Hence, there is a call to perform preclinical and clinical studies on animals and volunteers with broad immunological backgrounds in order to develop vaccines applicable for a broad spectrum of people with similarly diverse immune systems. Furthermore, the animal models used for preclinical research need to be revised, as discussed in the next section.

The risk of vaccine misfire: ‘antibody-induced enhancement’ of infectious diseases

An additional major obstacle to the development of successful vaccines against infectious microorganisms, is a phenomenon called ‘antibody-induced enhancement’ of infectious diseases (Taylor et al. Immunol Rev. 2015).

Vaccines against viruses are often formulated in a manner to stimulate the immune system to produce types of antibodies that recognise and block specifically surface proteins of the target viruses and thus inhibiting their entry into host cells, resulting in their neutralisation by the immune system. But, in some cases, ‘suboptimal’ types of antibodies are produced upon vaccination, which bind to the surface proteins of viruses, but instead of mediating their neutralisation, the antibodies facilitate the entry of the viruses into certain cells, such as macrophages and dendritic cells, through ‘antibody receptors’ (Fc receptors). Such antibodies help the virus to invade the cells, where they can replicate, and thus resulting in disease exacerbation.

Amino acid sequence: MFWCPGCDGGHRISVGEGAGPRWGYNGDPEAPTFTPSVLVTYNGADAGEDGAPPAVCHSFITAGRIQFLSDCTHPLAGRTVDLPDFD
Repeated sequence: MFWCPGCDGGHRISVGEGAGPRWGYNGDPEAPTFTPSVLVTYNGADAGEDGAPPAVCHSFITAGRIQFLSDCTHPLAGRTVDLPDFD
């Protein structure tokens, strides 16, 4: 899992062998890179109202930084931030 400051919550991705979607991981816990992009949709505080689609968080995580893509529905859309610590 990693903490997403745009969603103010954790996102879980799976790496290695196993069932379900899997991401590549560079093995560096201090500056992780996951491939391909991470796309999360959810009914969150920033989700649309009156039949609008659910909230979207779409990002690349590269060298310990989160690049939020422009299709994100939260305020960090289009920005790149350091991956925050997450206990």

A model of antibody-induced enhancement of infectious diseases, where the antibody binds to the pathogen and allows it to enter via Fc receptors to certain body cells. This is a risk of some vaccines. Dr Hicham Bouabe

For instance, an early epidemiological study from 1969 reported that the administration of a formalin-inactivated vaccine against the respiratory syncytial virus (RSV) resulted in high incidence of severe illness in 80% among vaccinated infants when they became naturally infected with RSV, compared to only 5% of the unvaccinated infants. The exacerbation of the disease was triggered by vaccine-induced antibodies against RSV surface proteins.

Misleading animal models for vaccine development

A very common animal model used in life science research, including vaccine development, is the mouse. However, its immune system shows fundamental differences to that of humans (Mestas & Hughes, J Immunol. 2004). Also the translation of experimental results in other animals, such as rats, rabbits, guinea pigs, ferrets, and nonhuman primates, to clinical studies in humans often fails.

“Several HIV vaccines that succeeded in animals failed in humans”